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Rhino's High Fidelity Premium Vinyl Series Continues with Classic Albums from Black Sabbath and Devo

06-04-2024 | By Tom Gibbs | Issue 133

The Rhino High Fidelity Premium Vinyl Series continues with the release of two new titles for the current quarter. At the outset of the series, each quarterly release featured one rock title and one jazz title, but thankfully, they've recently altered their release pattern. The last two quarterly releases featured a pair of rock albums in the first quarter, followed by a pair of jazz albums in the next. And they appear to be holding to that for now, with a current release group that features another pair of rock albums, including Black Sabbath's eponymous debut LP, Black Sabbath (1970, Warner Brothers Records), along with new wave and synth-pop icons Devo's third studio album, Freedom of Choice (1980, Warner Brothers Records). These exclusive 180 gram LPs are strictly limited to 5000 numbered copies, are available only from rhino.com, and can be ordered HERE. Unfortunately, interest in Black Sabbath was off the charts from the outset of the pre-order stage, and it's already completely sold out. Discogs has a half-dozen copies listed from resellers ranging from around $140 to $250. Ouch!

The legacy of the series continues to grow with this latest batch, where each of these new reissue albums easily bested any versions of either I had in my collection. All Rhino High Fidelity releases are manufactured in Germany, and both reissues arrived in heavy, tip-on, Stoughton-style jackets that are very faithful to the originals—and possibly more well-executed than them! Each album package is beautifully realized; the album jackets are finished with high gloss coatings that highlight the crisp album artwork that's been sourced from the Warner Brothers archives. A stylized OBI strip is attached to each jacket and enhances their appearance and collectability. And each LP features a newly-designed, but classic-looking label for the Rhino High Fidelity imprint, which also adds to the exclusivity for the series. I've said this before, but with this latest batch of Rhino High Fidelity releases, these LPs are truly among the crème de la crème of current high-end reissues.

Lacquers for both LPs were cut from the original analog tapes by Kevin Gray at Cohearent Audio in an all-analog, AAA mastering process, and the 180 gram LPs were pressed at Optimal in Germany. The LPs arrived inserted into rice paper lined, black paper inner sleeves, which is a perfectionist touch that protects the LPs from scratching, accumulation of paper dust, and static build-up. Each album includes a beautiful, fold-out insert with recording notes and informative essays from artists and session personnel. The Rhino High Fidelity Premium LP series is an audiophile's perfectionist dream come true, and these releases excite me on every possible level in terms of production, packaging, and the very high quality of the transfers.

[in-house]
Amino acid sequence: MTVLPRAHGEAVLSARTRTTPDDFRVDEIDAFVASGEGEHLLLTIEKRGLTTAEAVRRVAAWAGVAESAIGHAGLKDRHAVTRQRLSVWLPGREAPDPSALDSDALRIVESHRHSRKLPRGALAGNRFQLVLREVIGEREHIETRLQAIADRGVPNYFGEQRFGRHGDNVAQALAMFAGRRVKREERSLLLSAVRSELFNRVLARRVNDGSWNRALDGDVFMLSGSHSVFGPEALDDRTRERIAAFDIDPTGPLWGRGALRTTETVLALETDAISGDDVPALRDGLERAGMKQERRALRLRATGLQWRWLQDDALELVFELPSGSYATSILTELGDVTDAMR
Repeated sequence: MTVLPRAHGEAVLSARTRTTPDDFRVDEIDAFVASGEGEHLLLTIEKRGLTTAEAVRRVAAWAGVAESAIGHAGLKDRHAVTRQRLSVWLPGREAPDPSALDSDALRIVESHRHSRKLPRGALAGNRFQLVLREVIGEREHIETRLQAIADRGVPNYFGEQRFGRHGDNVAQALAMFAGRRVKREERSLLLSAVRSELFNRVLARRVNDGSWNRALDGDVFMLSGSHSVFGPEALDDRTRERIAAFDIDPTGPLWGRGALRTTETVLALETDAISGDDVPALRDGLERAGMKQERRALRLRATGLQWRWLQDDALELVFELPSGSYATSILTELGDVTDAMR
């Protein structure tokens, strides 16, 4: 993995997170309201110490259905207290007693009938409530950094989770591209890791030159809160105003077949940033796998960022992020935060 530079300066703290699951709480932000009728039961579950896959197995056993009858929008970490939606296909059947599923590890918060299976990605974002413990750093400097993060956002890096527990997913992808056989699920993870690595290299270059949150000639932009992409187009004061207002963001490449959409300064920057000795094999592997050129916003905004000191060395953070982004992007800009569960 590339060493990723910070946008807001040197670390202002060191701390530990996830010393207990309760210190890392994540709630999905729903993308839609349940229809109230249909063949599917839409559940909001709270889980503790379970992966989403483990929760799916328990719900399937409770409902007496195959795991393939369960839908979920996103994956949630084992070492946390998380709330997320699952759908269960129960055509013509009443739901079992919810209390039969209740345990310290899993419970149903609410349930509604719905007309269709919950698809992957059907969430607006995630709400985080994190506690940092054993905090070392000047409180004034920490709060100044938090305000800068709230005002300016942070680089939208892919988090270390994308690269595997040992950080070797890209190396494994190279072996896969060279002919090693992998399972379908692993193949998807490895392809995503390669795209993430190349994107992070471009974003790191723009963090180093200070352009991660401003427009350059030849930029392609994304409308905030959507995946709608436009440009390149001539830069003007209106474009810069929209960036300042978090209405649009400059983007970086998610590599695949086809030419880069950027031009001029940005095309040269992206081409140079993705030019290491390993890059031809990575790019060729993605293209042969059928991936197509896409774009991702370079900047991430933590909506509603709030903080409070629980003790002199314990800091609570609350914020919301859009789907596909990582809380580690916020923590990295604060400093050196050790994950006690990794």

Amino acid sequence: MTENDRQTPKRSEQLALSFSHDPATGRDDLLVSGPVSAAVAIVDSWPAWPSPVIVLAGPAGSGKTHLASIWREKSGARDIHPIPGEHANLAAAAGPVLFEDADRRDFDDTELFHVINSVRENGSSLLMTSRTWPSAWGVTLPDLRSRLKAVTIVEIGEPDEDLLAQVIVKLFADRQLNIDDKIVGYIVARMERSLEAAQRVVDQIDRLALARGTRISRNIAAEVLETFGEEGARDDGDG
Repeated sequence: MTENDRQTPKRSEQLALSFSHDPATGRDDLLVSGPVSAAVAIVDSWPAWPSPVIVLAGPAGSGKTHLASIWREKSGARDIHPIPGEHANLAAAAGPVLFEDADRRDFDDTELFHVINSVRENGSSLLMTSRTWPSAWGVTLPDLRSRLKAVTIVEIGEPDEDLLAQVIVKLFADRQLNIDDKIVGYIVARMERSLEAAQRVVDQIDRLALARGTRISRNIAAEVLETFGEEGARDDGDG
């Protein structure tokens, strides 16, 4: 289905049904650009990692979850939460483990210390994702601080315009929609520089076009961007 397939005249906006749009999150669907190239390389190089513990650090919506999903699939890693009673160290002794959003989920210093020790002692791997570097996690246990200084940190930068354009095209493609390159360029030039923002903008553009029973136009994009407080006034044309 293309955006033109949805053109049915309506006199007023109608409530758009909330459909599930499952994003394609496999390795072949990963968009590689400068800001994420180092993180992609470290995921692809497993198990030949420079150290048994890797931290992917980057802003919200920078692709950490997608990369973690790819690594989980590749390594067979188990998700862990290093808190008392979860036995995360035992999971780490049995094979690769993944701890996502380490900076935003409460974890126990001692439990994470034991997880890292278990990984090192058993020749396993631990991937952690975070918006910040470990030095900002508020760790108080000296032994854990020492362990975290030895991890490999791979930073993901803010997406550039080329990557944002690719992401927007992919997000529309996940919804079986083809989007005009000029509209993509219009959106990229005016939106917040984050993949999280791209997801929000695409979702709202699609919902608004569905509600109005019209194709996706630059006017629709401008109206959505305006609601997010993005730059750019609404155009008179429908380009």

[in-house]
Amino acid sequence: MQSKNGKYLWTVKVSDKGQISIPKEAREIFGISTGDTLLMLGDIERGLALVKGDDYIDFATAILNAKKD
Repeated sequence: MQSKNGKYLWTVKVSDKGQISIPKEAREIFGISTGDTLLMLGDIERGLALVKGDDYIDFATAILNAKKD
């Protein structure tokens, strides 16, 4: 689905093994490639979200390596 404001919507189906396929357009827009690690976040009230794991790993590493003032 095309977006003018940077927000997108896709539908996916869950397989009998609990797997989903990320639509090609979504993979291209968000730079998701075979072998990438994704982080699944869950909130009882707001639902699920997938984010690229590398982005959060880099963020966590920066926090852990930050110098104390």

Black Sabbath, Black Sabbath. 180 Gram Warner Brothers LP, $39.98 MSRP

Following the breakup of their band Mythology in 1968, guitarist Tony Iommi and drummer Bill Ward answered a classified ad from vocalist Ozzy Osbourne, who'd previously played in the band Rare Breed, which also featured bassist Geezer Butler. The four met and decided to form a new blues-rock band in Birmingham, which underwent several name changes along the way. The band toured England for months as The Polka Tulk Blues Band(!), and later as Earth. But Ozzy apparently hated the band's name, and a year later, upon discovering that they were being mistaken for another English psychedelic band that was also called Earth, the group settled on the name "Black Sabbath," which they took from the marquee of a local theater that was playing the 1963 Italian horror film of the same name. 

Iommi had already developed the chord structure for the song that would become "Black Sabbath," and the band decided to then adopt a kind of horror-themed approach to their songs and music, essentially to distinguish themselves from other bands. According to guitarist Tony Iommi, when Black Sabbath was signed to the Vertigo label, they were given 12 hours of studio time at Regent Sound in London with producer Rodger Bain and engineer Tom Allom. They basically played their live set, which was recorded live in the studio with virtually no overdubs on October 16, 1969, and the album was mixed the following day. Photographer Keith Stuart Macmillan, who was credited on the album as "Keef," shot the iconic cover photography and was responsible for the gatefold design. His only direction for the shoot came from a line in the title track, "Black Sabbath," which mentions a "figure in black that stands before me." Black Sabbath was released in mid-February 1970, and quickly reached number eight on the UK Billboard album charts, where the album went gold. The album was released on Warner Brothers Records in the US in June 1970, and reached the number 22 position on the US Billboard album charts. Where it remained for over a year, reaching platinum sales status and selling over a million copies. While the critics at the time didn't know what to make of Black Sabbath, it's now widely regarded as the first metal album, and one of the most influential albums of all time, and created the template for most metal bands that have followed over the decades.

While the band embraced the mystical and horror-influenced direction they took with Black Sabbath, most of the songs were later claimed to have less diabolical origins. "Black Sabbath" is said to have taken its basic chord progression from "Mars, The Bringer of War," from Holst's The Planets, but its lyrics came from a quasi-mystical experience that bassist Geezer Butler experienced in his apartment during the days when the band was still known as Earth. Butler related the story to Osbourne, who sketched out the song's lyrics after hearing about the event. "The Wizard" is based on Gandalf from J.R.R. Tolkien's The Lord of the Rings; the meat of the medley "Wasp/Behind the Wall of Sleep/Bassically" is essentially based on a short story by H.P. Lovecraft. "N.I.B.", presents a first-person account narrated by Lucifer, though not from the totally satanic viewpoint that many have read into it. The medley "A Bit of Finger/Sleeping Village/Warning" is the album's lengthiest tune, and features some of Tony Iommi's most intensely amazing guitar work that has ever appeared on any Black Sabbath album.